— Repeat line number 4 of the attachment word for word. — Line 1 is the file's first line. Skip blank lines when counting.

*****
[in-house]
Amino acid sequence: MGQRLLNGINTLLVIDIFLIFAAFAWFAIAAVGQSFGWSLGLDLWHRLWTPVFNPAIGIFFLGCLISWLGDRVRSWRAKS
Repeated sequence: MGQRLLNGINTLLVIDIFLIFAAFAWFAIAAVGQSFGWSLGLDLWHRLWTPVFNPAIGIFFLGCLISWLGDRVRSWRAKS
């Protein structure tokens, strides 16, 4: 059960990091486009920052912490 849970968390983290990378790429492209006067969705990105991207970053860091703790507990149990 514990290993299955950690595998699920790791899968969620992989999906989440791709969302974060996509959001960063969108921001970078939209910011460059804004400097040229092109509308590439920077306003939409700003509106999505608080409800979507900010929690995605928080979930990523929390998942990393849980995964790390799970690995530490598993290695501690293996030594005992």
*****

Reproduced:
């Protein structure tokens, strides 16, 4: 059960990091486009920052912490 849970968390983290990378790429492209006067969705990105991207970053860091703790507990149990 514990290993299955950690595998699920790791899968969620992989999906989440791709969302974060996509959001960063969108921001970078939209910011460059804004400097040229092109509308590439920077306003939409700003509106999505608080409800979507900010929690995605928080979930990523929390998942990393849980995964790390799970690995530490598993290695501690293996030594005992």